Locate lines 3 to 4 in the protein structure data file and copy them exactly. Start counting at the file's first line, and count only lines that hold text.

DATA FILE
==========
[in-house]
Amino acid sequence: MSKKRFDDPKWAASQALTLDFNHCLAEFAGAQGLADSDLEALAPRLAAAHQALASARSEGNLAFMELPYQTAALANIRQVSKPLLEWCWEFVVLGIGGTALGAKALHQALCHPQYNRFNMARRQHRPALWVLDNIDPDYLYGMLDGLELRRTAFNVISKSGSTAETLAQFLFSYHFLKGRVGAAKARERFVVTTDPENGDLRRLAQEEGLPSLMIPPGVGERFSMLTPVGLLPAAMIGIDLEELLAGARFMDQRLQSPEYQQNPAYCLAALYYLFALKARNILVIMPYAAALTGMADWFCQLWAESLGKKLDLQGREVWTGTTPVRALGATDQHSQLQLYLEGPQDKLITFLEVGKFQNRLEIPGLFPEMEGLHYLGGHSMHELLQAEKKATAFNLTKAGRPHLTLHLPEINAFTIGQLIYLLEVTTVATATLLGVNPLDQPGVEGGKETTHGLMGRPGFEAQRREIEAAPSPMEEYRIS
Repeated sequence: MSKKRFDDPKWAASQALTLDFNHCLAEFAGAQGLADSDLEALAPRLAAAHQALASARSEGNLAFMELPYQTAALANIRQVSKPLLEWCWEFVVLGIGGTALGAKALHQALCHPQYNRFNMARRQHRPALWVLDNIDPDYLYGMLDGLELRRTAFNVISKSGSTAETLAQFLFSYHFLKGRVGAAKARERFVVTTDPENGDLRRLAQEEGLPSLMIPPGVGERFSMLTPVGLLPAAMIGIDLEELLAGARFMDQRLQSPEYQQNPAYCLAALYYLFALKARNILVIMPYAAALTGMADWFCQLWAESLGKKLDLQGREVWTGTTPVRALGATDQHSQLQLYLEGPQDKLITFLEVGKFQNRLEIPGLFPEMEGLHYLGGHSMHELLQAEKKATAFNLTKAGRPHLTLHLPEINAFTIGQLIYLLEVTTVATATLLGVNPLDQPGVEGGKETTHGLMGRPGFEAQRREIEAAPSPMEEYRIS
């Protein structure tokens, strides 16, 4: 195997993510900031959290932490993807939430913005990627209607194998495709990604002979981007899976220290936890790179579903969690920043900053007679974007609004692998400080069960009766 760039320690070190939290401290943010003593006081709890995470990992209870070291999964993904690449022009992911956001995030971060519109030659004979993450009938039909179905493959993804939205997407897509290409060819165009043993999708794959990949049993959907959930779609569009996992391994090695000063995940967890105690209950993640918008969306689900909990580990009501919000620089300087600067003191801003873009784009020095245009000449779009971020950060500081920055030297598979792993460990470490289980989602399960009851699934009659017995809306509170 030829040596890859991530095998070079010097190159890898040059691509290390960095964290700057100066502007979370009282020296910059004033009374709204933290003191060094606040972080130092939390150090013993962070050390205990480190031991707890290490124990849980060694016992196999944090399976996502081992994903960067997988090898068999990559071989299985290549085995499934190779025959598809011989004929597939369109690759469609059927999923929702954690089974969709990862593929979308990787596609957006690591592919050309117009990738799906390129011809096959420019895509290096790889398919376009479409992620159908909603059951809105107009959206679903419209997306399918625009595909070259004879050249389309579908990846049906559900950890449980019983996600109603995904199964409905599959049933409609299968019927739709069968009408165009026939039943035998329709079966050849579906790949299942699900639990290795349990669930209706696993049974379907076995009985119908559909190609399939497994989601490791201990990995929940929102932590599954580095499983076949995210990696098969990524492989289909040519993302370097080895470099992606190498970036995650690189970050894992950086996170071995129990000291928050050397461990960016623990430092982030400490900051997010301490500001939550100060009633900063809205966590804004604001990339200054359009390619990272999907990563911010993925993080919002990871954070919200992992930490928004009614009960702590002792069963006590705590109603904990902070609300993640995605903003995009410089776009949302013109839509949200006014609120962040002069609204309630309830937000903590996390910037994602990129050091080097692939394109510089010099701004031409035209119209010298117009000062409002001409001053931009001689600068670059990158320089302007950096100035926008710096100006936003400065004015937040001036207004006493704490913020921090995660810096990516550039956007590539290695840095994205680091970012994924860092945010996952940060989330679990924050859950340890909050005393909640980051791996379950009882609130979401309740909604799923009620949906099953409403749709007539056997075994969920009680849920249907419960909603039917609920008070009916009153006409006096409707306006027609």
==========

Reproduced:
Repeated sequence: MSKKRFDDPKWAASQALTLDFNHCLAEFAGAQGLADSDLEALAPRLAAAHQALASARSEGNLAFMELPYQTAALANIRQVSKPLLEWCWEFVVLGIGGTALGAKALHQALCHPQYNRFNMARRQHRPALWVLDNIDPDYLYGMLDGLELRRTAFNVISKSGSTAETLAQFLFSYHFLKGRVGAAKARERFVVTTDPENGDLRRLAQEEGLPSLMIPPGVGERFSMLTPVGLLPAAMIGIDLEELLAGARFMDQRLQSPEYQQNPAYCLAALYYLFALKARNILVIMPYAAALTGMADWFCQLWAESLGKKLDLQGREVWTGTTPVRALGATDQHSQLQLYLEGPQDKLITFLEVGKFQNRLEIPGLFPEMEGLHYLGGHSMHELLQAEKKATAFNLTKAGRPHLTLHLPEINAFTIGQLIYLLEVTTVATATLLGVNPLDQPGVEGGKETTHGLMGRPGFEAQRREIEAAPSPMEEYRIS
């Protein structure tokens, strides 16, 4: 195997993510900031959290932490993807939430913005990627209607194998495709990604002979981007899976220290936890790179579903969690920043900053007679974007609004692998400080069960009766 760039320690070190939290401290943010003593006081709890995470990992209870070291999964993904690449022009992911956001995030971060519109030659004979993450009938039909179905493959993804939205997407897509290409060819165009043993999708794959990949049993959907959930779609569009996992391994090695000063995940967890105690209950993640918008969306689900909990580990009501919000620089300087600067003191801003873009784009020095245009000449779009971020950060500081920055030297598979792993460990470490289980989602399960009851699934009659017995809306509170 030829040596890859991530095998070079010097190159890898040059691509290390960095964290700057100066502007979370009282020296910059004033009374709204933290003191060094606040972080130092939390150090013993962070050390205990480190031991707890290490124990849980060694016992196999944090399976996502081992994903960067997988090898068999990559071989299985290549085995499934190779025959598809011989004929597939369109690759469609059927999923929702954690089974969709990862593929979308990787596609957006690591592919050309117009990738799906390129011809096959420019895509290096790889398919376009479409992620159908909603059951809105107009959206679903419209997306399918625009595909070259004879050249389309579908990846049906559900950890449980019983996600109603995904199964409905599959049933409609299968019927739709069968009408165009026939039943035998329709079966050849579906790949299942699900639990290795349990669930209706696993049974379907076995009985119908559909190609399939497994989601490791201990990995929940929102932590599954580095499983076949995210990696098969990524492989289909040519993302370097080895470099992606190498970036995650690189970050894992950086996170071995129990000291928050050397461990960016623990430092982030400490900051997010301490500001939550100060009633900063809205966590804004604001990339200054359009390619990272999907990563911010993925993080919002990871954070919200992992930490928004009614009960702590002792069963006590705590109603904990902070609300993640995605903003995009410089776009949302013109839509949200006014609120962040002069609204309630309830937000903590996390910037994602990129050091080097692939394109510089010099701004031409035209119209010298117009000062409002001409001053931009001689600068670059990158320089302007950096100035926008710096100006936003400065004015937040001036207004006493704490913020921090995660810096990516550039956007590539290695840095994205680091970012994924860092945010996952940060989330679990924050859950340890909050005393909640980051791996379950009882609130979401309740909604799923009620949906099953409403749709007539056997075994969920009680849920249907419960909603039917609920008070009916009153006409006096409707306006027609």